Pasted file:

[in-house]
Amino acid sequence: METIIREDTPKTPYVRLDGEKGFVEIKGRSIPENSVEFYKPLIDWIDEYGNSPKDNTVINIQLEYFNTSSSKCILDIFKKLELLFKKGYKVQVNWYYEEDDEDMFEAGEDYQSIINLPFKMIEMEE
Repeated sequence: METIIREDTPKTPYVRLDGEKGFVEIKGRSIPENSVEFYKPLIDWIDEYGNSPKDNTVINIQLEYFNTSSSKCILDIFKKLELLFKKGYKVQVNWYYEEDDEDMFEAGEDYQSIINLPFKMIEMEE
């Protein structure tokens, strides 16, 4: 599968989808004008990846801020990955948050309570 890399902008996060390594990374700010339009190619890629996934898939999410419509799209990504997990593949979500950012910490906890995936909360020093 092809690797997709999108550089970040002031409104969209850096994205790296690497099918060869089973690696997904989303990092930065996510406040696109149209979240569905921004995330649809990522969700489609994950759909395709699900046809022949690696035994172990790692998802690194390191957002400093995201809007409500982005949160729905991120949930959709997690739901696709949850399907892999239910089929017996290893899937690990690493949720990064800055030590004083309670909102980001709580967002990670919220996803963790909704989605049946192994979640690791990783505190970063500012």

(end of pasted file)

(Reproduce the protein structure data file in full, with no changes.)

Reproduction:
[in-house]
Amino acid sequence: METIIREDTPKTPYVRLDGEKGFVEIKGRSIPENSVEFYKPLIDWIDEYGNSPKDNTVINIQLEYFNTSSSKCILDIFKKLELLFKKGYKVQVNWYYEEDDEDMFEAGEDYQSIINLPFKMIEMEE
Repeated sequence: METIIREDTPKTPYVRLDGEKGFVEIKGRSIPENSVEFYKPLIDWIDEYGNSPKDNTVINIQLEYFNTSSSKCILDIFKKLELLFKKGYKVQVNWYYEEDDEDMFEAGEDYQSIINLPFKMIEMEE
């Protein structure tokens, strides 16, 4: 599968989808004008990846801020990955948050309570 890399902008996060390594990374700010339009190619890629996934898939999410419509799209990504997990593949979500950012910490906890995936909360020093 092809690797997709999108550089970040002031409104969209850096994205790296690497099918060869089973690696997904989303990092930065996510406040696109149209979240569905921004995330649809990522969700489609994950759909395709699900046809022949690696035994172990790692998802690194390191957002400093995201809007409500982005949160729905991120949930959709997690739901696709949850399907892999239910089929017996290893899937690990690493949720990064800055030590004083309670909102980001709580967002990670919220996803963790909704989605049946192994979640690791990783505190970063500012």